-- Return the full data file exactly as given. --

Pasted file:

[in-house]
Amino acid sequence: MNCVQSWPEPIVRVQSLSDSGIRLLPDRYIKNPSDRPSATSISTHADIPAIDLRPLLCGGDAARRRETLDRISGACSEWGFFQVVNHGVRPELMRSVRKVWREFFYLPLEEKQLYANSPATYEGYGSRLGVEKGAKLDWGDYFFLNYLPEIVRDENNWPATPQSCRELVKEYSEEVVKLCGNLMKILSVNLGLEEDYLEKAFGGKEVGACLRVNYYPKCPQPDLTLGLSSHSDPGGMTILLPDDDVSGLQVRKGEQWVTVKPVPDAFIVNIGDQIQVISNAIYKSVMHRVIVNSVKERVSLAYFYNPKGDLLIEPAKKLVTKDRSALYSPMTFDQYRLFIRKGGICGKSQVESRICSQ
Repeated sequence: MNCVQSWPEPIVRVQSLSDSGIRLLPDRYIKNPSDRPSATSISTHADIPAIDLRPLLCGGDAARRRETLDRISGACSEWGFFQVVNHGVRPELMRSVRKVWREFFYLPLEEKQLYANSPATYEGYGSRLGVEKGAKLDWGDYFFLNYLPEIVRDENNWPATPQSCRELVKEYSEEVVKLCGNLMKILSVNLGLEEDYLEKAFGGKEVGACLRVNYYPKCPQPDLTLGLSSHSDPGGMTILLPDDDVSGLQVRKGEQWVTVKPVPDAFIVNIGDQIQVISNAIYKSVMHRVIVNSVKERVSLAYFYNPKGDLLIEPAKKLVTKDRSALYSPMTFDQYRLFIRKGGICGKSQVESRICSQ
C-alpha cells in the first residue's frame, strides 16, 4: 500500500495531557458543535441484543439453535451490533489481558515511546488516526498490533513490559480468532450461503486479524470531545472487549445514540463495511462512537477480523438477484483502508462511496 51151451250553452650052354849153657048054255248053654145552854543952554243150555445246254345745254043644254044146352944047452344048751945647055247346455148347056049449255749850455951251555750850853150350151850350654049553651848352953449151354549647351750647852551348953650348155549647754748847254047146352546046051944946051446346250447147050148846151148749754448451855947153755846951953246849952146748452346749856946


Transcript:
[in-house]
Amino acid sequence: MNCVQSWPEPIVRVQSLSDSGIRLLPDRYIKNPSDRPSATSISTHADIPAIDLRPLLCGGDAARRRETLDRISGACSEWGFFQVVNHGVRPELMRSVRKVWREFFYLPLEEKQLYANSPATYEGYGSRLGVEKGAKLDWGDYFFLNYLPEIVRDENNWPATPQSCRELVKEYSEEVVKLCGNLMKILSVNLGLEEDYLEKAFGGKEVGACLRVNYYPKCPQPDLTLGLSSHSDPGGMTILLPDDDVSGLQVRKGEQWVTVKPVPDAFIVNIGDQIQVISNAIYKSVMHRVIVNSVKERVSLAYFYNPKGDLLIEPAKKLVTKDRSALYSPMTFDQYRLFIRKGGICGKSQVESRICSQ
Repeated sequence: MNCVQSWPEPIVRVQSLSDSGIRLLPDRYIKNPSDRPSATSISTHADIPAIDLRPLLCGGDAARRRETLDRISGACSEWGFFQVVNHGVRPELMRSVRKVWREFFYLPLEEKQLYANSPATYEGYGSRLGVEKGAKLDWGDYFFLNYLPEIVRDENNWPATPQSCRELVKEYSEEVVKLCGNLMKILSVNLGLEEDYLEKAFGGKEVGACLRVNYYPKCPQPDLTLGLSSHSDPGGMTILLPDDDVSGLQVRKGEQWVTVKPVPDAFIVNIGDQIQVISNAIYKSVMHRVIVNSVKERVSLAYFYNPKGDLLIEPAKKLVTKDRSALYSPMTFDQYRLFIRKGGICGKSQVESRICSQ
C-alpha cells in the first residue's frame, strides 16, 4: 500500500495531557458543535441484543439453535451490533489481558515511546488516526498490533513490559480468532450461503486479524470531545472487549445514540463495511462512537477480523438477484483502508462511496 51151451250553452650052354849153657048054255248053654145552854543952554243150555445246254345745254043644254044146352944047452344048751945647055247346455148347056049449255749850455951251555750850853150350151850350654049553651848352953449151354549647351750647852551348953650348155549647754748847254047146352546046051944946051446346250447147050148846151148749754448451855947153755846951953246849952146748452346749856946